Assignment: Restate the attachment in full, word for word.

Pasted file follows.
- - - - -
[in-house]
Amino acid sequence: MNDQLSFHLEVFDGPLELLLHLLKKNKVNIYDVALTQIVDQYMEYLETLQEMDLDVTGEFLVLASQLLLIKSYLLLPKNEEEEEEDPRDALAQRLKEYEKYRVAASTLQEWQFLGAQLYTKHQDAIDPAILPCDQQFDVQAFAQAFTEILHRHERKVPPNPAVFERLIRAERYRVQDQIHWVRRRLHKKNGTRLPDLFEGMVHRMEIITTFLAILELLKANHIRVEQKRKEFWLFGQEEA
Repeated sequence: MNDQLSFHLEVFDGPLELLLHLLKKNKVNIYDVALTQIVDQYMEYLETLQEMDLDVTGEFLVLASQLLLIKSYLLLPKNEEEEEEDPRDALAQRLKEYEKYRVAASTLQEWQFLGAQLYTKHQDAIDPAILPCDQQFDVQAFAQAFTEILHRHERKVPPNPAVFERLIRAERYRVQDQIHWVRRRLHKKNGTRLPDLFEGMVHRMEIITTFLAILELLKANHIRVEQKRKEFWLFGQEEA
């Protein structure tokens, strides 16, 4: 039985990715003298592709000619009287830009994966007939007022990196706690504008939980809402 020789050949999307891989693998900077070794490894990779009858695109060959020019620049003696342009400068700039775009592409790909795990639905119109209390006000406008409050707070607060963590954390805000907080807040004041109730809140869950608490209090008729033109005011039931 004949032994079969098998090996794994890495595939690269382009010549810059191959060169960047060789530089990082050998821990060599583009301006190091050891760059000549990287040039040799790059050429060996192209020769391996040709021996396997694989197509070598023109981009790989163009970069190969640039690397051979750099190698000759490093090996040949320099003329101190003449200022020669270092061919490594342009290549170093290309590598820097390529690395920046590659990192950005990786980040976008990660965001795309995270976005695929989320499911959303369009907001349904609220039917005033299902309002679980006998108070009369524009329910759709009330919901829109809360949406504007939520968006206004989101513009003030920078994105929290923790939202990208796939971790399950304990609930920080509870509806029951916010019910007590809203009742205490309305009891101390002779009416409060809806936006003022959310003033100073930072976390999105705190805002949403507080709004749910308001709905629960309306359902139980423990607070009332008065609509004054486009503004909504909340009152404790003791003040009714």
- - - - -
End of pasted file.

[in-house]
Amino acid sequence: MNDQLSFHLEVFDGPLELLLHLLKKNKVNIYDVALTQIVDQYMEYLETLQEMDLDVTGEFLVLASQLLLIKSYLLLPKNEEEEEEDPRDALAQRLKEYEKYRVAASTLQEWQFLGAQLYTKHQDAIDPAILPCDQQFDVQAFAQAFTEILHRHERKVPPNPAVFERLIRAERYRVQDQIHWVRRRLHKKNGTRLPDLFEGMVHRMEIITTFLAILELLKANHIRVEQKRKEFWLFGQEEA
Repeated sequence: MNDQLSFHLEVFDGPLELLLHLLKKNKVNIYDVALTQIVDQYMEYLETLQEMDLDVTGEFLVLASQLLLIKSYLLLPKNEEEEEEDPRDALAQRLKEYEKYRVAASTLQEWQFLGAQLYTKHQDAIDPAILPCDQQFDVQAFAQAFTEILHRHERKVPPNPAVFERLIRAERYRVQDQIHWVRRRLHKKNGTRLPDLFEGMVHRMEIITTFLAILELLKANHIRVEQKRKEFWLFGQEEA
């Protein structure tokens, strides 16, 4: 039985990715003298592709000619009287830009994966007939007022990196706690504008939980809402 020789050949999307891989693998900077070794490894990779009858695109060959020019620049003696342009400068700039775009592409790909795990639905119109209390006000406008409050707070607060963590954390805000907080807040004041109730809140869950608490209090008729033109005011039931 004949032994079969098998090996794994890495595939690269382009010549810059191959060169960047060789530089990082050998821990060599583009301006190091050891760059000549990287040039040799790059050429060996192209020769391996040709021996396997694989197509070598023109981009790989163009970069190969640039690397051979750099190698000759490093090996040949320099003329101190003449200022020669270092061919490594342009290549170093290309590598820097390529690395920046590659990192950005990786980040976008990660965001795309995270976005695929989320499911959303369009907001349904609220039917005033299902309002679980006998108070009369524009329910759709009330919901829109809360949406504007939520968006206004989101513009003030920078994105929290923790939202990208796939971790399950304990609930920080509870509806029951916010019910007590809203009742205490309305009891101390002779009416409060809806936006003022959310003033100073930072976390999105705190805002949403507080709004749910308001709905629960309306359902139980423990607070009332008065609509004054486009503004909504909340009152404790003791003040009714």